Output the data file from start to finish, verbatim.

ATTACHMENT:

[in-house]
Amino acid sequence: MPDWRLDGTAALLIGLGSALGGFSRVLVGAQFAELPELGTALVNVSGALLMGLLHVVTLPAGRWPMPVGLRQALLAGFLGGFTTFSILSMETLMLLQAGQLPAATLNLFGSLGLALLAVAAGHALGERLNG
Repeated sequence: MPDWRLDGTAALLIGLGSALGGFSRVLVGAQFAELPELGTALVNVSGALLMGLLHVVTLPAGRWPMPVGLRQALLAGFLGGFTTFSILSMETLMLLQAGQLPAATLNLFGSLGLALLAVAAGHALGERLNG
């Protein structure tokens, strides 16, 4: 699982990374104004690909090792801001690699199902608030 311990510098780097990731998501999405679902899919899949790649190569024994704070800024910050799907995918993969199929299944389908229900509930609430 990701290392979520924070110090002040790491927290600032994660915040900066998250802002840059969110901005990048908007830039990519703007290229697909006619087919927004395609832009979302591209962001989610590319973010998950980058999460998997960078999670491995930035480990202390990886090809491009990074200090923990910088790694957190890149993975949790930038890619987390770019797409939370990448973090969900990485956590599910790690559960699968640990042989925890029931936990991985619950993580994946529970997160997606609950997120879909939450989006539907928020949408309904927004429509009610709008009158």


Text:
[in-house]
Amino acid sequence: MPDWRLDGTAALLIGLGSALGGFSRVLVGAQFAELPELGTALVNVSGALLMGLLHVVTLPAGRWPMPVGLRQALLAGFLGGFTTFSILSMETLMLLQAGQLPAATLNLFGSLGLALLAVAAGHALGERLNG
Repeated sequence: MPDWRLDGTAALLIGLGSALGGFSRVLVGAQFAELPELGTALVNVSGALLMGLLHVVTLPAGRWPMPVGLRQALLAGFLGGFTTFSILSMETLMLLQAGQLPAATLNLFGSLGLALLAVAAGHALGERLNG
């Protein structure tokens, strides 16, 4: 699982990374104004690909090792801001690699199902608030 311990510098780097990731998501999405679902899919899949790649190569024994704070800024910050799907995918993969199929299944389908229900509930609430 990701290392979520924070110090002040790491927290600032994660915040900066998250802002840059969110901005990048908007830039990519703007290229697909006619087919927004395609832009979302591209962001989610590319973010998950980058999460998997960078999670491995930035480990202390990886090809491009990074200090923990910088790694957190890149993975949790930038890619987390770019797409939370990448973090969900990485956590599910790690559960699968640990042989925890029931936990991985619950993580994946529970997160997606609950997120879909939450989006539907928020949408309904927004429509009610709008009158």